Yu Gong (center), Founder and CEO of China-based iQiyi (IQ), rings the Opening Bell at Nasdaq MarketSite in Times Square with employees and investors in celebration of its initial public offering (IPO) on March 29, 2018 in New York City.
The political sparring between Washington and Beijing hasn’t dampened the interest of Chinese companies wanting to list shares in the U.S.
Chinese initial public offerings in the U.S. accounted for about a fifth of U.S. IPO proceeds in the last three months, their best quarter by proceeds in three years, according to Renaissance Capital. The firms, mostly lesser-known, smaller Chinese companies, are often drawn to the prestige associated with the New York stock exchanges.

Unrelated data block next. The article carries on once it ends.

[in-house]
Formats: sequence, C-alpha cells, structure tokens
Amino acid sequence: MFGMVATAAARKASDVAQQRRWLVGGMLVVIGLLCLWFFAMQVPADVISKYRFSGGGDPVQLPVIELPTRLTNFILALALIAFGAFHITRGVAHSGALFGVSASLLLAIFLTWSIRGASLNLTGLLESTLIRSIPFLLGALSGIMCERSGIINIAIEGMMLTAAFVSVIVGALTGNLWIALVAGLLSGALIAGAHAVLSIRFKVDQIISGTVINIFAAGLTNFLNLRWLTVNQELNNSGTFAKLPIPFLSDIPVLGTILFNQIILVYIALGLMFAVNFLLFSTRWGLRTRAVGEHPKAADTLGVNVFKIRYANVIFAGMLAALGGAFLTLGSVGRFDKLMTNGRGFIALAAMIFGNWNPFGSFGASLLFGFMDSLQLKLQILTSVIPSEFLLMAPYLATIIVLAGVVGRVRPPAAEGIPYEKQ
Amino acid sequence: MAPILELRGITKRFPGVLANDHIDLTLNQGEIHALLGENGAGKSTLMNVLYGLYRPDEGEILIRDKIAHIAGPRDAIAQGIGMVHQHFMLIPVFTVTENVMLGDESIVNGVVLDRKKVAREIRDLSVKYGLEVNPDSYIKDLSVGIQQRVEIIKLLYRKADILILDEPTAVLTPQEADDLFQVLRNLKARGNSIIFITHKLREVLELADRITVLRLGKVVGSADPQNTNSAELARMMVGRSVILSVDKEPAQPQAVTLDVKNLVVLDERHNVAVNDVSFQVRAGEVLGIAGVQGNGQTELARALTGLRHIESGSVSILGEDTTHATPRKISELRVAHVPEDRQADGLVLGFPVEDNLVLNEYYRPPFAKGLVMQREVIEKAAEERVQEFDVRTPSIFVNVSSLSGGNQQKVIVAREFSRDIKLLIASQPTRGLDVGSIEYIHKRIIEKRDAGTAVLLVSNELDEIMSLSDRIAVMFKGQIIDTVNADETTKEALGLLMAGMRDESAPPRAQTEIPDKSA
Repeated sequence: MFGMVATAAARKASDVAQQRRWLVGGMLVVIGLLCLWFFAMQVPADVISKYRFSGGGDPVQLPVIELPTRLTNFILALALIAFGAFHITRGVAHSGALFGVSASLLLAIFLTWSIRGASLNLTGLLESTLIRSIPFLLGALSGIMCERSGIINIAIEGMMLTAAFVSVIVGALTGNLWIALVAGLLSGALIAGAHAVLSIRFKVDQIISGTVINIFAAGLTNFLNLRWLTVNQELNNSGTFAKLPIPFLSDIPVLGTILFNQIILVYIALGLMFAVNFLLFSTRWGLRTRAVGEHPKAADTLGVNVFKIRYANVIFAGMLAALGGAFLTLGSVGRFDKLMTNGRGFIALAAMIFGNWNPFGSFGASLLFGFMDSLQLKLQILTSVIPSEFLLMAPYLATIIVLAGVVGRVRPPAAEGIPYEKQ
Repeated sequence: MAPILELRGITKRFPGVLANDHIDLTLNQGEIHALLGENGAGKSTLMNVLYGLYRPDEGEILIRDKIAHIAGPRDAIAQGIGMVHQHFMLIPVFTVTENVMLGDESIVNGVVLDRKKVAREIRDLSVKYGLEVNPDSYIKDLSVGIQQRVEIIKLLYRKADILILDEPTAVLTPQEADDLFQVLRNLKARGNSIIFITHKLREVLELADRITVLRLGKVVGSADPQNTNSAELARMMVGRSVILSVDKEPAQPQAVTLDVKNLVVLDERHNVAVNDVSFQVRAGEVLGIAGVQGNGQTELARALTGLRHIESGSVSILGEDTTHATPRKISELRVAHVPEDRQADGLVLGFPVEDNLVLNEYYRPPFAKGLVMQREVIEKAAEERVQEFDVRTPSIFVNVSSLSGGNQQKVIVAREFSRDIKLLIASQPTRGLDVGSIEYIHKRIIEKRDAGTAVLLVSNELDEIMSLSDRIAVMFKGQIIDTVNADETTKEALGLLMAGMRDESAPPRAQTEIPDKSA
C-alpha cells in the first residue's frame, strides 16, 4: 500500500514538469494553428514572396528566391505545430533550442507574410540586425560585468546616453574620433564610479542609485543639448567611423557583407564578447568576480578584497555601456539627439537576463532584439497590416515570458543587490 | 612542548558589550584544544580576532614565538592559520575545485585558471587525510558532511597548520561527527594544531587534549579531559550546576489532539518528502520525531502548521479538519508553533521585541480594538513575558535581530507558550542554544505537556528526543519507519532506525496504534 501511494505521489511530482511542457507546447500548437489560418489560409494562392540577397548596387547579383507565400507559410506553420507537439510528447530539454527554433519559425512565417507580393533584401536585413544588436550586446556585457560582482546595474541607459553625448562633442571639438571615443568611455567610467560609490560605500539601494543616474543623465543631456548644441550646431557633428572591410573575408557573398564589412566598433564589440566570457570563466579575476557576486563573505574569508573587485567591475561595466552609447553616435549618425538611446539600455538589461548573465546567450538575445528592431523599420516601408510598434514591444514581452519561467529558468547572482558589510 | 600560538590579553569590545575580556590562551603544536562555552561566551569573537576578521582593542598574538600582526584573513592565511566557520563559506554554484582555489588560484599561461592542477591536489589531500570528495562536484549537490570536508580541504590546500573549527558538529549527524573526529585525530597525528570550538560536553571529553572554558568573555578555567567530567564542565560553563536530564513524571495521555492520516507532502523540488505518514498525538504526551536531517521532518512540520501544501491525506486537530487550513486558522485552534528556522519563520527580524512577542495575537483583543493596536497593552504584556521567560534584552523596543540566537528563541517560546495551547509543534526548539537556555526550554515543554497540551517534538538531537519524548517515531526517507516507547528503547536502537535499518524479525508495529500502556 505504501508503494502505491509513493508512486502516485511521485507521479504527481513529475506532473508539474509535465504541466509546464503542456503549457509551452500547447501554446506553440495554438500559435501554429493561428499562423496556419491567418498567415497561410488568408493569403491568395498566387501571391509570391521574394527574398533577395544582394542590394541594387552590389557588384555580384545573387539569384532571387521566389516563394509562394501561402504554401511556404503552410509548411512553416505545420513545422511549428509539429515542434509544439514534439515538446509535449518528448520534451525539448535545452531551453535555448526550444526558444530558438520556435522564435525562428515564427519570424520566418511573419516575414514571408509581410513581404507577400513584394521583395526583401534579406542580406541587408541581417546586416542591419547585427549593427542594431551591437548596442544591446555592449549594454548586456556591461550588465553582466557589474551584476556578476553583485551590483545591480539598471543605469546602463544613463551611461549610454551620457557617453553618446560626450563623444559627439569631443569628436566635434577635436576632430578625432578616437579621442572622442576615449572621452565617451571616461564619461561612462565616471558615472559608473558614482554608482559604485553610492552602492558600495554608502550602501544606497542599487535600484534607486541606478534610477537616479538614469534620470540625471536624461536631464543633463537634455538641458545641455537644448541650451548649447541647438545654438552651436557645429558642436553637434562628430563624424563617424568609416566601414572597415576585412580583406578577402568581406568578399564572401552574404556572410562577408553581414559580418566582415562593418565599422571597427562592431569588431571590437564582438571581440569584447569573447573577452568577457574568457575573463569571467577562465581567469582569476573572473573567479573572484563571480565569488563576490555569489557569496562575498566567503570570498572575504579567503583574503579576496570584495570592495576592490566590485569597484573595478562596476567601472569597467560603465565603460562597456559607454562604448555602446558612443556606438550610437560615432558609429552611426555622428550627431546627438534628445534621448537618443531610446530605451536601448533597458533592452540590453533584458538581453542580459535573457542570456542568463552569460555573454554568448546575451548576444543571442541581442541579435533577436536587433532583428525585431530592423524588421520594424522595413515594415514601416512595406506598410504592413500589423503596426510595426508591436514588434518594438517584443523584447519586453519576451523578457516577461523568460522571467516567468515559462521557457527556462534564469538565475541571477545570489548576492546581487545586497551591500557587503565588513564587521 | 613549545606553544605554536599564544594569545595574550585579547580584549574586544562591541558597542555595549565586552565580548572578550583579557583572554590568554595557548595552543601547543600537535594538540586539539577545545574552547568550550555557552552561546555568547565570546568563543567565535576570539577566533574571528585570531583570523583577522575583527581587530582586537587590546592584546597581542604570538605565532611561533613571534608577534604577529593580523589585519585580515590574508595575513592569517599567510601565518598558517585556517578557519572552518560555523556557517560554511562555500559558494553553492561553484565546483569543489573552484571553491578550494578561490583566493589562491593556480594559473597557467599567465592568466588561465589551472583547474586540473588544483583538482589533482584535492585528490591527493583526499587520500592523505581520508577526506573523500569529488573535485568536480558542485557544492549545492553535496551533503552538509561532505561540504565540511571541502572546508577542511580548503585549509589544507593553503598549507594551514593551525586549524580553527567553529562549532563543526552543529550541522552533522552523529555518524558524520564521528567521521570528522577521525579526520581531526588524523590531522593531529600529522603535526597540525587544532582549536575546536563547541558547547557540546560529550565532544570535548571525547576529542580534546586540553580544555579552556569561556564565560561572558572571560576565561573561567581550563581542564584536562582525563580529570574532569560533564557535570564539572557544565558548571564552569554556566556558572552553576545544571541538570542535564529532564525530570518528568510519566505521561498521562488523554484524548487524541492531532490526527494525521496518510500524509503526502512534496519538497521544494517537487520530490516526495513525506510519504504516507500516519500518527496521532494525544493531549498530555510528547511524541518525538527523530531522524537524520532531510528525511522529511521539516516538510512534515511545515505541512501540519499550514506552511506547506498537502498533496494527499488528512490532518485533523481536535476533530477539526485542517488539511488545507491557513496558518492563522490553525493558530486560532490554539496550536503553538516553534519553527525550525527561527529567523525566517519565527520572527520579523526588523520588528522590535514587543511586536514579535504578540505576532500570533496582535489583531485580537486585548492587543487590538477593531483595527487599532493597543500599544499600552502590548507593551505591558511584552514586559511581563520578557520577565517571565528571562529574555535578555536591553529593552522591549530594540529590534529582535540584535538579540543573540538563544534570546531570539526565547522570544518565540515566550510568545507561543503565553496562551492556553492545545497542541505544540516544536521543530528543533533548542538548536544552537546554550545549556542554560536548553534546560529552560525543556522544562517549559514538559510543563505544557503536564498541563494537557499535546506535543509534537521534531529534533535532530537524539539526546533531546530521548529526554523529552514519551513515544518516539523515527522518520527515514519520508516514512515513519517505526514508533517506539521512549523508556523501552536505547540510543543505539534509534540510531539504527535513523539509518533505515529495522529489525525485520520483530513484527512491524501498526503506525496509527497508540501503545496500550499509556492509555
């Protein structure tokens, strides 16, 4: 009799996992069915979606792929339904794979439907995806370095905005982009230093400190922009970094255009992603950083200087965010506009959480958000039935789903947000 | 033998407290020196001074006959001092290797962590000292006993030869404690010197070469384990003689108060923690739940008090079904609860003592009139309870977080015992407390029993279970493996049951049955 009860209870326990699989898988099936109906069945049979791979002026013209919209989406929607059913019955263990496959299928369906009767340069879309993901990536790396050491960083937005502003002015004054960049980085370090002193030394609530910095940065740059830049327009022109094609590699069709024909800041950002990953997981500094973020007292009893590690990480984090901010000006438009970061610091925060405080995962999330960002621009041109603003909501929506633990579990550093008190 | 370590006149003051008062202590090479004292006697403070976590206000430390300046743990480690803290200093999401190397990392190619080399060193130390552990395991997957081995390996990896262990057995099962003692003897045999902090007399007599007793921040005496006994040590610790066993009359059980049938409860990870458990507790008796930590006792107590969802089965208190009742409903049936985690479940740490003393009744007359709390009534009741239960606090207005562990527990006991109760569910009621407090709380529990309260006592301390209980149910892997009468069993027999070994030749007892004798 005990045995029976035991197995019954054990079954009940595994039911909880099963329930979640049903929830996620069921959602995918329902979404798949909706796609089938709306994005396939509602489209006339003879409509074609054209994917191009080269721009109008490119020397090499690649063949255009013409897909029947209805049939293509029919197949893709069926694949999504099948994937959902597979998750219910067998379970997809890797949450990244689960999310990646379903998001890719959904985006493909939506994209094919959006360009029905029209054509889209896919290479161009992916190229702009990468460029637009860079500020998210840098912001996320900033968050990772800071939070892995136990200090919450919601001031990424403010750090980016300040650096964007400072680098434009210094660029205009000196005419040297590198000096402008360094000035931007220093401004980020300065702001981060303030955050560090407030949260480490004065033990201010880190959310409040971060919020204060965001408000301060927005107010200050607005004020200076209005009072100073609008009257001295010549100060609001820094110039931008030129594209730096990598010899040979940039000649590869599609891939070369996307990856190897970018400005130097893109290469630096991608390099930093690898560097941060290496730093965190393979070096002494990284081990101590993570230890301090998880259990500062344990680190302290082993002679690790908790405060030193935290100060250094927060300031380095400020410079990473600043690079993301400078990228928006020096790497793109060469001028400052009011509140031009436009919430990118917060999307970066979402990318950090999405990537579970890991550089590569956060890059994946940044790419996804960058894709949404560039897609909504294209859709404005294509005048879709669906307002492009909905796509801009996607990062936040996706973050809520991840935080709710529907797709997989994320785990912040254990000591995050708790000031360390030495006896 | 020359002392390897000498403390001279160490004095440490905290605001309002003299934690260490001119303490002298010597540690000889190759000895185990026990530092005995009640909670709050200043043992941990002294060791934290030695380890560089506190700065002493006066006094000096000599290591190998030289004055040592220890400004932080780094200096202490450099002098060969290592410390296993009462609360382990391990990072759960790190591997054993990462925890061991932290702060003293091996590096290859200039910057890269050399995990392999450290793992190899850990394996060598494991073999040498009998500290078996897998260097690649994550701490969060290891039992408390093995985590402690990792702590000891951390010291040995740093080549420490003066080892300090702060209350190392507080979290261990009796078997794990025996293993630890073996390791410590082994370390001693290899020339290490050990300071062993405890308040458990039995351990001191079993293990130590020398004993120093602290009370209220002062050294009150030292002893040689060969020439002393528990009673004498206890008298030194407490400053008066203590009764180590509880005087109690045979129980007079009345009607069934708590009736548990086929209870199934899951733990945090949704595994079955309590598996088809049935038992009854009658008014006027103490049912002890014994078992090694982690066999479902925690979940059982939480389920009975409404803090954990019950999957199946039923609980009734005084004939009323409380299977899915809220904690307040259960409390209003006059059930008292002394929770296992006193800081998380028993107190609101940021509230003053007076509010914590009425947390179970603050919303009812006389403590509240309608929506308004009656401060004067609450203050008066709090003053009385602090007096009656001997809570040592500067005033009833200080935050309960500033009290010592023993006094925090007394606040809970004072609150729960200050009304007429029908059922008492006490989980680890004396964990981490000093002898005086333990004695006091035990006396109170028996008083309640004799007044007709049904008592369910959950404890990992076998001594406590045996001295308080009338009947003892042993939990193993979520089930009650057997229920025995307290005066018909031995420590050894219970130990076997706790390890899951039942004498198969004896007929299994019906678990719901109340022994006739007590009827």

“As a U.S.-listed company it’ll be easier to attract top talent from Chinese internet companies,” Yipeng Li, chief financial officer of Sunlands Online Education, told CNBC on the day of its IPO, March 23.